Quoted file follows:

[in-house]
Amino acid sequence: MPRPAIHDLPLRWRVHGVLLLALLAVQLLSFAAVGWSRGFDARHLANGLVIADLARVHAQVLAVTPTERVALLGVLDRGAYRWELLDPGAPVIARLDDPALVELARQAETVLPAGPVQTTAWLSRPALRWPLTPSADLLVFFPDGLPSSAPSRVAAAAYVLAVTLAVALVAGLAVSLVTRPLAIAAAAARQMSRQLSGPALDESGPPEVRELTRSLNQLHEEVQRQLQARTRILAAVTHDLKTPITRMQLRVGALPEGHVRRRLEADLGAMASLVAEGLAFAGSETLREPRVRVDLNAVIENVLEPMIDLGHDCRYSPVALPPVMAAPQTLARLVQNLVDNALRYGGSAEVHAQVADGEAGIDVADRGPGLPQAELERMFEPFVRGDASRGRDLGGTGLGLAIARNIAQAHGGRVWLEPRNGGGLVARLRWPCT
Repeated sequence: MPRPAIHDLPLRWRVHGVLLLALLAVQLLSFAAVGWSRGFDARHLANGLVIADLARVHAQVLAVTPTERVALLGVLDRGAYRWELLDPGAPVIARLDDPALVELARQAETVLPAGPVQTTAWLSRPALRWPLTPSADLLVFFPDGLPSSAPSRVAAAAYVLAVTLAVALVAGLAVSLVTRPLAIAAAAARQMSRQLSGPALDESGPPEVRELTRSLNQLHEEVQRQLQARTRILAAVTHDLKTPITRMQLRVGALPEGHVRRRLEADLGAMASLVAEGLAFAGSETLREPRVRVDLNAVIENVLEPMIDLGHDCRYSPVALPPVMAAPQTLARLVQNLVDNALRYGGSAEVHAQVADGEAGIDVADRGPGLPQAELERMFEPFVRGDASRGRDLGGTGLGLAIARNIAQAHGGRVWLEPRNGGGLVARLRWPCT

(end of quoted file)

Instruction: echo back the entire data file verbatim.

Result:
[in-house]
Amino acid sequence: MPRPAIHDLPLRWRVHGVLLLALLAVQLLSFAAVGWSRGFDARHLANGLVIADLARVHAQVLAVTPTERVALLGVLDRGAYRWELLDPGAPVIARLDDPALVELARQAETVLPAGPVQTTAWLSRPALRWPLTPSADLLVFFPDGLPSSAPSRVAAAAYVLAVTLAVALVAGLAVSLVTRPLAIAAAAARQMSRQLSGPALDESGPPEVRELTRSLNQLHEEVQRQLQARTRILAAVTHDLKTPITRMQLRVGALPEGHVRRRLEADLGAMASLVAEGLAFAGSETLREPRVRVDLNAVIENVLEPMIDLGHDCRYSPVALPPVMAAPQTLARLVQNLVDNALRYGGSAEVHAQVADGEAGIDVADRGPGLPQAELERMFEPFVRGDASRGRDLGGTGLGLAIARNIAQAHGGRVWLEPRNGGGLVARLRWPCT
Repeated sequence: MPRPAIHDLPLRWRVHGVLLLALLAVQLLSFAAVGWSRGFDARHLANGLVIADLARVHAQVLAVTPTERVALLGVLDRGAYRWELLDPGAPVIARLDDPALVELARQAETVLPAGPVQTTAWLSRPALRWPLTPSADLLVFFPDGLPSSAPSRVAAAAYVLAVTLAVALVAGLAVSLVTRPLAIAAAAARQMSRQLSGPALDESGPPEVRELTRSLNQLHEEVQRQLQARTRILAAVTHDLKTPITRMQLRVGALPEGHVRRRLEADLGAMASLVAEGLAFAGSETLREPRVRVDLNAVIENVLEPMIDLGHDCRYSPVALPPVMAAPQTLARLVQNLVDNALRYGGSAEVHAQVADGEAGIDVADRGPGLPQAELERMFEPFVRGDASRGRDLGGTGLGLAIARNIAQAHGGRVWLEPRNGGGLVARLRWPCT